“[Ivermectin’s] saga as a therapeutic agent started with a microbe and a mouse. The microbe was from a soil sample that has been collected and examined at the Kitasato Institute in Japan. Soil teems with microbes, tiny bacteria, fungi and other organisms that are invisible to the naked eye.
"Many of these microbes produce substances that can be useful in some way for humans, such as killing agents that cause disease. At the Kitasato Institute lab in Tokyo, biochemist Satoshi Ōmura, who shared the 2015 Nobel prize, collected samples of soil from various locations.
"He and his colleagues then isolated microbes from the samples and looked to see if the microbes had any interesting anti-bacterial activity under ‘test-tube’ conditions in the laboratory.
“They also had an arrangement that if microbes were isolated that looked different or had unusual characteristics but were not of direct interest to them, they would send these microbes to Merck Research. Professor Ōmura, who kept a plastic bag with him in case he spotted interesting places to collect soil had scooped this particular soil sample from close to a golf course near the institute where he worked.
“That is how a particular kind of microbe, one of many, came from Professor Ōmura’s lab to the Merck Research labs in New Jersey, where I worked,” Prof.Campbell relates.
In the US the Derry-born scientist used the Japanese bugs - a previously unknown type of Streptomyces bacterium - to create a microbial broth that was fed to mice infected with worms. It worked. Merck’s chemists and biologists set about isolating and synthesizing its active compounds and a wonder drug was born.
“We called it ‘avermectin’. The name was a nod to the drug’s biological action. So often, drugs are named according to their chemical attributes, and I wanted to plant a flag, so to speak, for biology. So I made up a mongrel word to be distinctive and that incorporated the drug’s biological attributes: the ‘a’ refers to ‘not’, the ‘verm’ draws on the Latin for worm, and the ‘ectin’ refers to ectoparasites, because ivermectin is active against external parasites, such as lice and mites, as well as parasitic worms.”
After this initial discovery tweaks were made by Merck’s chemists to make the drug even more effective. This resulted in the name of the medication being changed.
“The result of this process was a molecule with a chemical structure that was similar to that of avermectin but with added hydrogens. At first it was thought the most suitable name for such a thing might be ‘hyvermectin’, until it was pointed out that in some languages the word ‘hyver’ means testicle. Change of plan, it was named ivermectin!”
Ivermectin first went on the market in 1981. By 1985 it was the world’s top animal pharmaceutical. This would have been achievement enough but it was when Dr. Mohammed Aziz, a colleague of Prof. Campbell’s at Merck, successfully trialled it as a treatment against the onchocerca volvulus parasite which causes river blindness in humans that its true worth was realised. Remarkably, Merck’s former CEO Roy Vagelos agreed to donate millions of courses to countries in the Global South afflicted by the illness.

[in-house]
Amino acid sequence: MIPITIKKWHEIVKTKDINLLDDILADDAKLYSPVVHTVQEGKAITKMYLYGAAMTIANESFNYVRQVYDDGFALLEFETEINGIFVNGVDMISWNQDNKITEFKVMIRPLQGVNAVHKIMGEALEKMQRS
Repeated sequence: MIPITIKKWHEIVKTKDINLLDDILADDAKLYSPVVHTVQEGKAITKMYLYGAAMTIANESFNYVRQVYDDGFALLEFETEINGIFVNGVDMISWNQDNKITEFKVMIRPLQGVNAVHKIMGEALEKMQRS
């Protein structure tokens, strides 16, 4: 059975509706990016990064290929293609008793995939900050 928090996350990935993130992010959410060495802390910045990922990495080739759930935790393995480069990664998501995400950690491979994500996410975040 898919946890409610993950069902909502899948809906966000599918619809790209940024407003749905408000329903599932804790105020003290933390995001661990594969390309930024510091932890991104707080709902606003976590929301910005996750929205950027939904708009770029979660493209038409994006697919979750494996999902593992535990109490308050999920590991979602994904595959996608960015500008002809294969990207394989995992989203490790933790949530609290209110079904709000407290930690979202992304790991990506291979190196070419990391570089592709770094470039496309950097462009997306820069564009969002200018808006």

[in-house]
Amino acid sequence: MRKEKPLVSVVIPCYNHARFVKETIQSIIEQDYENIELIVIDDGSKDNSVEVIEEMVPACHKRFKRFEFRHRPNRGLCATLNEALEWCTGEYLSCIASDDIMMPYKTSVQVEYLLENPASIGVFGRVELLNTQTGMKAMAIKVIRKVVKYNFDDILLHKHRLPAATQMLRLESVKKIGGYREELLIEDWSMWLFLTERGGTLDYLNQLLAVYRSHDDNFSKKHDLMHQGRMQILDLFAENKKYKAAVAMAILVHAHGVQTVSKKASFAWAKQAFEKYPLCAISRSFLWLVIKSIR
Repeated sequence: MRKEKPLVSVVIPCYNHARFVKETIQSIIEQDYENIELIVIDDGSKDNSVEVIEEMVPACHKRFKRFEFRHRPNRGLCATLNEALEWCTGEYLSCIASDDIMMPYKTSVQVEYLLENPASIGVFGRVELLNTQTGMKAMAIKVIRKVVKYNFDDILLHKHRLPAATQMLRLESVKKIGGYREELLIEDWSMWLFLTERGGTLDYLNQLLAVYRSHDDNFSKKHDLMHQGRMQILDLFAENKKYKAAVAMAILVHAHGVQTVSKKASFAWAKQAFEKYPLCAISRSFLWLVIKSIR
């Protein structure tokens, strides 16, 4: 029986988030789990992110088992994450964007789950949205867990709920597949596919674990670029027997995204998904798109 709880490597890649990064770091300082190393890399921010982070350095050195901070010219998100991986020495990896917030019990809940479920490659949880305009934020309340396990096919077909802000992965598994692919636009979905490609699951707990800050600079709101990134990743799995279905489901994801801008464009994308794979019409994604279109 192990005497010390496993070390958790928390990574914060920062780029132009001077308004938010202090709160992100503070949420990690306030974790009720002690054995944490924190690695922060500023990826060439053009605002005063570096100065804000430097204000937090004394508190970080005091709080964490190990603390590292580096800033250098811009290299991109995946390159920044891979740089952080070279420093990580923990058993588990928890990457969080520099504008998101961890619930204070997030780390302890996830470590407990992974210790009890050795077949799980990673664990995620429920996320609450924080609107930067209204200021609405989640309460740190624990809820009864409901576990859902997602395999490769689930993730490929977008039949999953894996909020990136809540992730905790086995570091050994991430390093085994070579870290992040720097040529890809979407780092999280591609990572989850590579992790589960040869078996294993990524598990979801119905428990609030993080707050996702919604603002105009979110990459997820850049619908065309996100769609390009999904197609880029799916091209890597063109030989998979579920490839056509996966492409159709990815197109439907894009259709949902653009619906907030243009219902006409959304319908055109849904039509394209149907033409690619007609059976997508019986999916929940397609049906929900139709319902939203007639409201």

This has made an incalculable difference to the lives of millions. The fact it is effective against lymphatic filariasis, a disease that can cause elephantiasis, has only served to extend the benefit.
“More than 30 years later, and taking into account the distribution of ivermectin for the prevention of filariasis (elephantiasis) and other diseases, more than three billion ivermectin treatments have been donated. River blindness has been certified as eradicated in almost all endemic regions of South and Central America.
"In Sub-Saharan Africa the burden of suffering blindness has been vastly reduced for millions of people, and in some regions the transmission cycle of the parasite has been halted.”
Is another chapter to be written in the ivermectin story? Clinical trials continue to determine whether or not it can be used safely as a SARS-CoV-2 anti-viral.
Speaking last year after studies showed the drug was effective against COVID-19 in vitro Prof. Campbell cautioned: “The concentration of drug needed to kill the virus in the lab was many times higher than the concentration of ivermectin found in the blood of people in the normal use of ivermectin to control parasitic disease. So the probability of ivermectin being used safely to kill the virus in people must be considered low.
“On the other hand, there is, as the authors of the report point out, the possibility that a safe dosage of ivermectin might reduce the rate of viral replication in the mammalian body, or affect the virus in other ways that might be revealed by further research. That is a more positive prospect.”
‘Catching the Worm’ by William C. Campbell with Claire O’Connell was published in 2020. Visit https://www.ria.ie/catchingtheworm